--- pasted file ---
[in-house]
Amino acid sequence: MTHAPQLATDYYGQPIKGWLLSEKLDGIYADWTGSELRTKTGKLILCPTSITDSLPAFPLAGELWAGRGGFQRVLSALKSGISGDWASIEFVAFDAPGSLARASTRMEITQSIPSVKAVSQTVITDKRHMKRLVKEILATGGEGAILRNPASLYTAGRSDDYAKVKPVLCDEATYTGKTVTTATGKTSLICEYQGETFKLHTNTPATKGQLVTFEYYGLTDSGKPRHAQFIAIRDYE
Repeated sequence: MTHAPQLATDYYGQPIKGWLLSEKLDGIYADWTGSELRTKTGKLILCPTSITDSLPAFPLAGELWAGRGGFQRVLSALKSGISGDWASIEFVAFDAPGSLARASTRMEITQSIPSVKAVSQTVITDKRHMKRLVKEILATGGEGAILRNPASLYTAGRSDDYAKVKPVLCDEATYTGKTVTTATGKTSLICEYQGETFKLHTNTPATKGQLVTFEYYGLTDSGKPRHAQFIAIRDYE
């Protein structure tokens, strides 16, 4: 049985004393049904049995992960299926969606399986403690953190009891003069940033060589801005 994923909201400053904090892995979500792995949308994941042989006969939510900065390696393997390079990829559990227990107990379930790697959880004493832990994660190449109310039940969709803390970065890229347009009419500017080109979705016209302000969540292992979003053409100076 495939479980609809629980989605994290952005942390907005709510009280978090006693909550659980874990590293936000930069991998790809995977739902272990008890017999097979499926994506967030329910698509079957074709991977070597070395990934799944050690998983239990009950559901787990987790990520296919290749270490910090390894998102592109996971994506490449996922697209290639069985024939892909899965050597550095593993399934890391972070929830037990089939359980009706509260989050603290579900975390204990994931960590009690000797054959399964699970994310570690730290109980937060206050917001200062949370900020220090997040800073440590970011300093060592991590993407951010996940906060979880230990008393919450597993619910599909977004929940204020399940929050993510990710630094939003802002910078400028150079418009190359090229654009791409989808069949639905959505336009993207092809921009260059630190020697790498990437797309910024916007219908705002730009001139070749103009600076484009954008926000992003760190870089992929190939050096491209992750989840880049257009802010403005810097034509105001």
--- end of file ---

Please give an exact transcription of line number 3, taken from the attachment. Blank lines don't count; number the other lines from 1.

Repeated sequence: MTHAPQLATDYYGQPIKGWLLSEKLDGIYADWTGSELRTKTGKLILCPTSITDSLPAFPLAGELWAGRGGFQRVLSALKSGISGDWASIEFVAFDAPGSLARASTRMEITQSIPSVKAVSQTVITDKRHMKRLVKEILATGGEGAILRNPASLYTAGRSDDYAKVKPVLCDEATYTGKTVTTATGKTSLICEYQGETFKLHTNTPATKGQLVTFEYYGLTDSGKPRHAQFIAIRDYE